Your treatment choices depend on the type of liposarcoma you have, test results, where the tumor is, the size of the tumor, and the stage of the cancer. The goal of treatment may be to cure you, control the cancer, or to help ease problems caused by cancer. Talk with your healthcare team about your treatment choices, the goals of treatment, and what the risks and side effects may be.
Types of treatment for cancer are either local or systemic. Local treatments remove, destroy, or control cancer cells in one area. Surgery and radiation are local treatments. Systemic treatment is used to destroy or control cancer cells that may have traveled around your body. When taken by pill or injection, chemotherapy is a systemic treatment. You may have just one treatment or a combination of treatments.
Treatment for liposarcoma may include:
Surgery. This is the most common treatment. Surgery is done to take out the tumor and a healthy edge of tissue around it.
Radiation. This treatment may be used before surgery to try to shrink the tumor so it can be removed while sparing nearby organs. If surgery can’t be done, it may help kill cancer cells.
Chemotherapy. Like radiation, this treatment helps shrink or kill cancer cells. It may be used if surgery can’t be done or the cancer has spread to other parts of your body.
Talk with your healthcare providers about your treatment options. Make a list of questions. Think about the benefits and possible side effects of each option. Talk about your concerns with your healthcare provider before making a decision.
What are possible complications of liposarcoma?
Liposarcoma is a malignant tumor. This means it can spread to or erode into other parts of your body. These include vital organs and tissues surrounding the original tumor. If left untreated, liposarcoma can be life-threatening. Early detection and treatment are very important.
When should I call my healthcare provider?
Liposarcoma is often tricky to spot. See your healthcare provider right away if you notice a new or unusual lump underneath your skin or anywhere on your body. You should also see your healthcare provider if you have any of the other symptoms.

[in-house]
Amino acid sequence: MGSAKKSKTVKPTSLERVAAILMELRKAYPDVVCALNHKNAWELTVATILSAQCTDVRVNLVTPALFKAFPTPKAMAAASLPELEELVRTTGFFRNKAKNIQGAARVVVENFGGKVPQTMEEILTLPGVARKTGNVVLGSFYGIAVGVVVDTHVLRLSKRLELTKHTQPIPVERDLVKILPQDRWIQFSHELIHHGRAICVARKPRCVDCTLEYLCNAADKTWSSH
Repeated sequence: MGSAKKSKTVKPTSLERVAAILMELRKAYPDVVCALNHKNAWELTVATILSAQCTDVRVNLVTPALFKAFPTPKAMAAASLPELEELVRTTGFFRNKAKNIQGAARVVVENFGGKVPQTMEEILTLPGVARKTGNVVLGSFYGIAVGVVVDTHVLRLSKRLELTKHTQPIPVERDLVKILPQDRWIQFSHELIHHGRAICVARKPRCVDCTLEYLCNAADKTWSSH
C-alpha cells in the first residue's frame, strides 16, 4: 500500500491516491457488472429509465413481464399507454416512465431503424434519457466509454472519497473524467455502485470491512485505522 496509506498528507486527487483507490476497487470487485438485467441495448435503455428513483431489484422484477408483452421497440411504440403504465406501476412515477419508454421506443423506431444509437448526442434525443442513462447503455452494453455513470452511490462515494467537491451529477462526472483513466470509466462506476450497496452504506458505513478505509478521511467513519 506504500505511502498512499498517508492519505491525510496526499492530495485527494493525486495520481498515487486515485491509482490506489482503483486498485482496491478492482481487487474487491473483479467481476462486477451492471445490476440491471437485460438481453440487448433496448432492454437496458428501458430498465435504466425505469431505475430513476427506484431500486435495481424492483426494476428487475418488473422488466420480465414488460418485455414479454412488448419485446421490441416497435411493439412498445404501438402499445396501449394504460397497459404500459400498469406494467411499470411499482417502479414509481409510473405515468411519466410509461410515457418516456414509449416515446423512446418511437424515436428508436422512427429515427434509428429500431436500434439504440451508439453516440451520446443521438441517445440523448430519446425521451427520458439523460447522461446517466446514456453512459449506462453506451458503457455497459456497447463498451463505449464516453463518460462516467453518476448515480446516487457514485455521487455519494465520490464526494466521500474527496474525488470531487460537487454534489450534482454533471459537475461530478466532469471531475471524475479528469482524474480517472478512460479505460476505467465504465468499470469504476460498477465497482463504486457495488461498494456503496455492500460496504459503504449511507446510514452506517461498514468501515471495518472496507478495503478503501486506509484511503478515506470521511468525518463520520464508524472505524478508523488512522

Key points about liposarcoma
Liposarcoma is a very rare type of cancer. It starts in your fat tissue.
Having certain genetic syndromes raises a person’s risk for this cancer.
Liposarcoma often doesn’t cause symptoms early on. But sometimes a painless lump that can be seen or felt develops under the skin.
A biopsy is often needed to diagnose liposarcoma.
Surgery is the most common treatment.
Liposarcoma can spread and be life-threatening if left untreated.
Tips to help you get the most from a visit to your healthcare provider:
Know the reason for your visit and what you want to happen.
Before your visit, write down questions you want answered.
Bring someone with you to help you ask questions and remember what your provider tells you.
At the visit, write down the name of a new diagnosis, and any new medicines, treatments, or tests. Also write down any new instructions your provider gives you.
Know why a new medicine or treatment is prescribed, and how it will help you. Also know what the side effects are.
Ask if your condition can be treated in other ways.
Know why a test or procedure is recommended and what the results could mean.
Know what to expect if you do not take the medicine or have the test or procedure.
If you have a follow-up appointment, write down the date, time, and purpose for that visit.
Know how you can contact your provider if you have questions.